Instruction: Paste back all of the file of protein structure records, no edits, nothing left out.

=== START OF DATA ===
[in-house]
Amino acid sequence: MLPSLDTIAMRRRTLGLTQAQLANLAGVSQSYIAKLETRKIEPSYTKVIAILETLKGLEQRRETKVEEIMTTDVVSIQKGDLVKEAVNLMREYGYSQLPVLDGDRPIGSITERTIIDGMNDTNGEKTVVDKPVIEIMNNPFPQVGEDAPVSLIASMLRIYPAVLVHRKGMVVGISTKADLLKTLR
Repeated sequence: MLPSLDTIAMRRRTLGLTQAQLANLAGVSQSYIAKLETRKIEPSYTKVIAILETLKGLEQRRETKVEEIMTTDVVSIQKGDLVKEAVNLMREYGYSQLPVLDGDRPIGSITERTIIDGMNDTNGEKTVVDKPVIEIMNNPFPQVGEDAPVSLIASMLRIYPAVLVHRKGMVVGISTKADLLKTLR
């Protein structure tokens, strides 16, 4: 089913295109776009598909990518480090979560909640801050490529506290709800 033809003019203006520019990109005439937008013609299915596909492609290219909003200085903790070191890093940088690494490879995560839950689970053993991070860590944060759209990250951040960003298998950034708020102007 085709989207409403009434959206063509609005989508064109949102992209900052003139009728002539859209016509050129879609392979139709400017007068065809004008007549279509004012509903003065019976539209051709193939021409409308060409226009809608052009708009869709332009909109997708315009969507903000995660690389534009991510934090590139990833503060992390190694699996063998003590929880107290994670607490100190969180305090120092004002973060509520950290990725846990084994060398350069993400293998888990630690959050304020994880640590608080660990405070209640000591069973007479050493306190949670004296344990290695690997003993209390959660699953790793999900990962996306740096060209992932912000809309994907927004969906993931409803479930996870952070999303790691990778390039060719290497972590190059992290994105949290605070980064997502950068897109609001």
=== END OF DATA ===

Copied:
[in-house]
Amino acid sequence: MLPSLDTIAMRRRTLGLTQAQLANLAGVSQSYIAKLETRKIEPSYTKVIAILETLKGLEQRRETKVEEIMTTDVVSIQKGDLVKEAVNLMREYGYSQLPVLDGDRPIGSITERTIIDGMNDTNGEKTVVDKPVIEIMNNPFPQVGEDAPVSLIASMLRIYPAVLVHRKGMVVGISTKADLLKTLR
Repeated sequence: MLPSLDTIAMRRRTLGLTQAQLANLAGVSQSYIAKLETRKIEPSYTKVIAILETLKGLEQRRETKVEEIMTTDVVSIQKGDLVKEAVNLMREYGYSQLPVLDGDRPIGSITERTIIDGMNDTNGEKTVVDKPVIEIMNNPFPQVGEDAPVSLIASMLRIYPAVLVHRKGMVVGISTKADLLKTLR
């Protein structure tokens, strides 16, 4: 089913295109776009598909990518480090979560909640801050490529506290709800 033809003019203006520019990109005439937008013609299915596909492609290219909003200085903790070191890093940088690494490879995560839950689970053993991070860590944060759209990250951040960003298998950034708020102007 085709989207409403009434959206063509609005989508064109949102992209900052003139009728002539859209016509050129879609392979139709400017007068065809004008007549279509004012509903003065019976539209051709193939021409409308060409226009809608052009708009869709332009909109997708315009969507903000995660690389534009991510934090590139990833503060992390190694699996063998003590929880107290994670607490100190969180305090120092004002973060509520950290990725846990084994060398350069993400293998888990630690959050304020994880640590608080660990405070209640000591069973007479050493306190949670004296344990290695690997003993209390959660699953790793999900990962996306740096060209992932912000809309994907927004969906993931409803479930996870952070999303790691990778390039060719290497972590190059992290994105949290605070980064997502950068897109609001």